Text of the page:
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Name of Work

Harbison, John (1938-)
Quintet for Winds

Movements:
Intrada: Moderato
Intermezzo: Allegretto-Lusinghando
Romanza: Andante
Scherzo: Prestissimo
Finale: Adagio-Alla marcia

Performances:


May 21, 1998



Louise Dixon, Flute
Michael Henoch, Oboe
Larry Combs, Clarinet
William Buchman, Bassoon
Gail Williams, Horn

HARBISON - Quintet for Winds

Composed in 1978

Several years ago, the composer Roger Reynolds cast John Harbison as one of the Makers of music, who continually reworks the old, as opposed to one of the Searchers, who ever seeks the new. In Reynold's pantheon, the Maker is "essentially antiquarian" and "socially irrelevant." Harbison's response, as eloquent and powerful as his music, began with his own list of Searchers — Monteverdi, Haydn and Beethoven, Wagner, Schoenberg and Stravinsky — and concluded:

"It seems clear that no continuer or elaborator of a tradition qualifies, much less an outright declared conservative. This eliminates Bach, Handel, Mozart, Brahms, Verdi, Schubert, Bruckner, Bartok, Hindemith, and indeed the vast majority of other composers whose work was conceived within a tradition of communicative endeavor."

Harbison has made an important career as a modernist who evolved out of tradition — a stance that is often rejected outright by the members of the avant-garde, for whom progress necessitates a rejection of the past. But as much as any composer in this century, Harbison has proved that his outlook is not a contradiction in terms — that one can compose music that responds to today's issues in a language informed by the past. If this makes him a conservative, he is no more so than Bach or Brahms, to mention only two names drawn from Harbison's own list of Makers — composers who did not so much change as perfect musical style.

Harbison composes most of his music in the seclusion of his wife's family farm, in Token Creek, Wisconsin, just four miles down the road from Sun Prairie, where the American painter Georgia O'Keeffe grew up. There is something of O'Keeffe's no-nonsense spirit in his music — a "characteristically American search for clarity out of complex forces," Harbison says of the comparison. Although his writing displays a constant awareness — and even love — of musical tradition, it does not actually quote earlier music, as many recent composers have done (inviting the danger, as Harbison points out, that it will be the only memorable thing in the new piece).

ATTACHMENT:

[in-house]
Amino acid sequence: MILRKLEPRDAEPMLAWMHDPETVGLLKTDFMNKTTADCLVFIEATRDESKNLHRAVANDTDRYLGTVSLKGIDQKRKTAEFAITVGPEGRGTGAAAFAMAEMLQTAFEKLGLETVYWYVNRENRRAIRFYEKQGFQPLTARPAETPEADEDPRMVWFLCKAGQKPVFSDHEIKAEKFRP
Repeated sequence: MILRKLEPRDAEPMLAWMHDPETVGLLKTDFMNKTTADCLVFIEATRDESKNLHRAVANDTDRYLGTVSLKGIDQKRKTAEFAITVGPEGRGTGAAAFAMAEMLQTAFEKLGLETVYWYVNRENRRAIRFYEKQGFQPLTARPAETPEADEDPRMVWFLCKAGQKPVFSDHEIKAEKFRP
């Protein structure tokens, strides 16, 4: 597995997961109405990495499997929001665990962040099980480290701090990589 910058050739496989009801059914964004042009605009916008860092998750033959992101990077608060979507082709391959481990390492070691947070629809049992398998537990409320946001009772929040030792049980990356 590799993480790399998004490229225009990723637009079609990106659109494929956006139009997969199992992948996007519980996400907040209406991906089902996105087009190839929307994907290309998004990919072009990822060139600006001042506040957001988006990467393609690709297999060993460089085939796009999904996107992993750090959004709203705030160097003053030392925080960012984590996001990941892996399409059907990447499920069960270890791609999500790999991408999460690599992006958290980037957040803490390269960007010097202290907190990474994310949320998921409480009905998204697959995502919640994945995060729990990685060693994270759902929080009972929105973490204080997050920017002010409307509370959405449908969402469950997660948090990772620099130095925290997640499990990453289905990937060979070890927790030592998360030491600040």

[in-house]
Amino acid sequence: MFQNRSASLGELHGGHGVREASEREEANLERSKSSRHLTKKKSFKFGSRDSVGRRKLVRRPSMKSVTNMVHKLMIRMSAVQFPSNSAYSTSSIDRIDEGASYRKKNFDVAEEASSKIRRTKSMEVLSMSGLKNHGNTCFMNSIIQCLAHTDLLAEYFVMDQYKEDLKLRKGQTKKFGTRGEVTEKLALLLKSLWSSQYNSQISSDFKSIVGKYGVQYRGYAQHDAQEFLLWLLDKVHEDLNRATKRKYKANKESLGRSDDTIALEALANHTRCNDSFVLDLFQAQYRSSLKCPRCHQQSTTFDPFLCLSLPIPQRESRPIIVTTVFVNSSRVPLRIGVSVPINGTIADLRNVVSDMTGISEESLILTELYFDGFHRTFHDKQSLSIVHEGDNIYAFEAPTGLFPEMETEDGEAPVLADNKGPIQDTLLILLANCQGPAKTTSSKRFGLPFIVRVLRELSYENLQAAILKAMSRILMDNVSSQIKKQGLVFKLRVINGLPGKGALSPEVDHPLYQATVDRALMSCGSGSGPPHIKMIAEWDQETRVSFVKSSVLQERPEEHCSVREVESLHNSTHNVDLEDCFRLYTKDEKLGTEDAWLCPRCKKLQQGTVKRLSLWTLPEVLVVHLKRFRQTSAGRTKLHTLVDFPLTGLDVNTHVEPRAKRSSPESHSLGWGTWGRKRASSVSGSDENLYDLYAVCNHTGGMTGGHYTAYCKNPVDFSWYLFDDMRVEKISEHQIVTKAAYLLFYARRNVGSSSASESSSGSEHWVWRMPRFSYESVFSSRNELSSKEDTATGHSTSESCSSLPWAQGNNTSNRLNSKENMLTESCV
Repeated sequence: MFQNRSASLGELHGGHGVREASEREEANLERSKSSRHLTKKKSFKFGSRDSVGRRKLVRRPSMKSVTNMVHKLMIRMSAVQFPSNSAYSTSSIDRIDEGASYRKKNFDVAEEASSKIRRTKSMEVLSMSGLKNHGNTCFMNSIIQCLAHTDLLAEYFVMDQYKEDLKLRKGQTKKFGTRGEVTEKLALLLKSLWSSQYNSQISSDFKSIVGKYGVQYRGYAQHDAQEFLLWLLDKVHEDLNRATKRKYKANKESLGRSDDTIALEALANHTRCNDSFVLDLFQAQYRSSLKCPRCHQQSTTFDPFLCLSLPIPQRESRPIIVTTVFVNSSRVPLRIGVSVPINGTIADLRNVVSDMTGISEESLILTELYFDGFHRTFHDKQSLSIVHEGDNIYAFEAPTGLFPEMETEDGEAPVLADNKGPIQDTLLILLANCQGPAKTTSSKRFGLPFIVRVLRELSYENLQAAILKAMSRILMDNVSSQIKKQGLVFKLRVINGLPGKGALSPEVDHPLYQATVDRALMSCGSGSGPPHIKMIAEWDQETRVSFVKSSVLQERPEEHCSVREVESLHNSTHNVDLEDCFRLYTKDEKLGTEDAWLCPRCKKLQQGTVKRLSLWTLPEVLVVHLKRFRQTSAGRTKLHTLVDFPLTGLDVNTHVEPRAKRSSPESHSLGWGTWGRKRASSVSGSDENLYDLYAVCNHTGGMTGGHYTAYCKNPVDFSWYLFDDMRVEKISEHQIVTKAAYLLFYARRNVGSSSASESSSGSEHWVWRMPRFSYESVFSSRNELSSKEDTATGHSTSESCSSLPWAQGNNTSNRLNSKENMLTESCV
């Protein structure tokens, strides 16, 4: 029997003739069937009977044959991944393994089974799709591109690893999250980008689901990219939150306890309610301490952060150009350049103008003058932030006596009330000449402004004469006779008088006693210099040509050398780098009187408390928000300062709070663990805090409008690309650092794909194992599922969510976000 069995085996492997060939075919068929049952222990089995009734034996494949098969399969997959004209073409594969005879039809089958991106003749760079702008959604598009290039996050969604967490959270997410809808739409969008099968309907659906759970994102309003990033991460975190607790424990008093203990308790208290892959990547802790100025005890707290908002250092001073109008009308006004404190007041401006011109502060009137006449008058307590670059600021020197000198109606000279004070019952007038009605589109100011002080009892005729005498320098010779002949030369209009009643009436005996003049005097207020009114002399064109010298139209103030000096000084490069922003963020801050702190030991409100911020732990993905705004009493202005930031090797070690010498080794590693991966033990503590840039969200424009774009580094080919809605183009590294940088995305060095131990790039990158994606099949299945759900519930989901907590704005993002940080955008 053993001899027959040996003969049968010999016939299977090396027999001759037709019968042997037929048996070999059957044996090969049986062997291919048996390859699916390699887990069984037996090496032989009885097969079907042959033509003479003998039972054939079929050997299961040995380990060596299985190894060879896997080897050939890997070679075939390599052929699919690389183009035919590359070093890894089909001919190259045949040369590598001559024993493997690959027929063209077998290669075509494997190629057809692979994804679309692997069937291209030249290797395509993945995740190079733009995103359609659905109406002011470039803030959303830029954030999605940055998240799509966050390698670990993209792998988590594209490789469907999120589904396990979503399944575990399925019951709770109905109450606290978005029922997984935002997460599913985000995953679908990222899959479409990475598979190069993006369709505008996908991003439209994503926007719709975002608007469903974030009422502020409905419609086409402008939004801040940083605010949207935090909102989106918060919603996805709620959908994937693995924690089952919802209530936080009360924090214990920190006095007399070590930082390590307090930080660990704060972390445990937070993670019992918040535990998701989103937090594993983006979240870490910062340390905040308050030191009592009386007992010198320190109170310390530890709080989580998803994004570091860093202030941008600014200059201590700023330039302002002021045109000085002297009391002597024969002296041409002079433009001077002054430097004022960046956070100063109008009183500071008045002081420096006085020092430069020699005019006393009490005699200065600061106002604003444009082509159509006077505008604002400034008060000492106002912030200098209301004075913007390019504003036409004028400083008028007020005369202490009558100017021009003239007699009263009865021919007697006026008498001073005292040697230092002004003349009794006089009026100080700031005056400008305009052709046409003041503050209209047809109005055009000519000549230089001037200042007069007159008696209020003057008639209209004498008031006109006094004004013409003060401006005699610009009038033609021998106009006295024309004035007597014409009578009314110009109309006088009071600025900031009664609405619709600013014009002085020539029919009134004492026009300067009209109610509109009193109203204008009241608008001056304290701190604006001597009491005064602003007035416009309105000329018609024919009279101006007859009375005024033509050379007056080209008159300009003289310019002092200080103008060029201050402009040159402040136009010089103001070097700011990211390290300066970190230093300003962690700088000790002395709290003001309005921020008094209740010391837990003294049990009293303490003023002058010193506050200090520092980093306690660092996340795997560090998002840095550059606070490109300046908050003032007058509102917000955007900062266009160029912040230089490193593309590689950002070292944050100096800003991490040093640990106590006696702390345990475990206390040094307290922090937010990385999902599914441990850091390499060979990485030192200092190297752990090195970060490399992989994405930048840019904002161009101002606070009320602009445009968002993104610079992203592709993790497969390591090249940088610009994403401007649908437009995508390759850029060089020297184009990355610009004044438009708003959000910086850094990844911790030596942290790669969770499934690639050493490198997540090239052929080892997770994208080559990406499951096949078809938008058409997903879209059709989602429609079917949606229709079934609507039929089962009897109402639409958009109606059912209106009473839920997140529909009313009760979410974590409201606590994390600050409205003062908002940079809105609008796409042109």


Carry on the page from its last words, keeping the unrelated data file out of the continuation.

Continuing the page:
Harbison's own eclectic past has informed his musical voice. In high school, he played the viola, and, after taking up the slide trombone, started a jazz band. After undergraduate work at Harvard, he studied composition with Roger Sessions and Earl Kirn at Princeton, and later with Boris Blacher in Berlin. At Harvard he led the Bach Society Orchestra, and later, as conductor of Boston's Cantata Singers, his programs revealed his great fondness for the seventeenth-century German composer, Heinrich Schutz. His own catalog includes a brass concerto influenced by Gabrieli, a viola concerto partly indebted to harpsichord music of Scarlatti, a chamber work about Schubert passing into the next world, and a big-band style piece called Three City Blocks. He has been awarded the Kennedy Center Friedheim Award for his Piano Concerto, in 1980; the Pulitzer Prize, for the cantata, The Flight into Egypt, in 1986; and the coveted MacArthur Fellowship for a body of work of uncommon intelligence and certain — although never fashion-conscious — style. Harbison is obviously comfortable as one of music's most gifted Makers. "Searchers are born, not made," he says, “and composers who simply choose that role are sometimes willful obfuscators, the self-conscious avant-garde, those who seek the solace of being advanced for its own sake, and the impregnability of being incomprehensible.”

In his search for clarity and direct expression, Harbison rewards listeners and performers alike. He recalls that one of the joys of composing this Wind Quintet was the "opportunity to work with a number of resourceful, inquisitive, and fearless wind players in the mutually beneficial expansion of their repertory." The piece is, by the composer's own admission, extremely challenging to play, and it is Harbison's desire to push each instrument to the extreme edge of its abilities that gives the score its visceral power. In each of the five movements, in fact, Harbison raises the "virtuosity quotient" a bit higher, culminating in a frenzied and grotesque march that its a hair-raising high-wire act for five musical acrobats.

Program Notes by Phillip Huscher

Performed May 21, 1998



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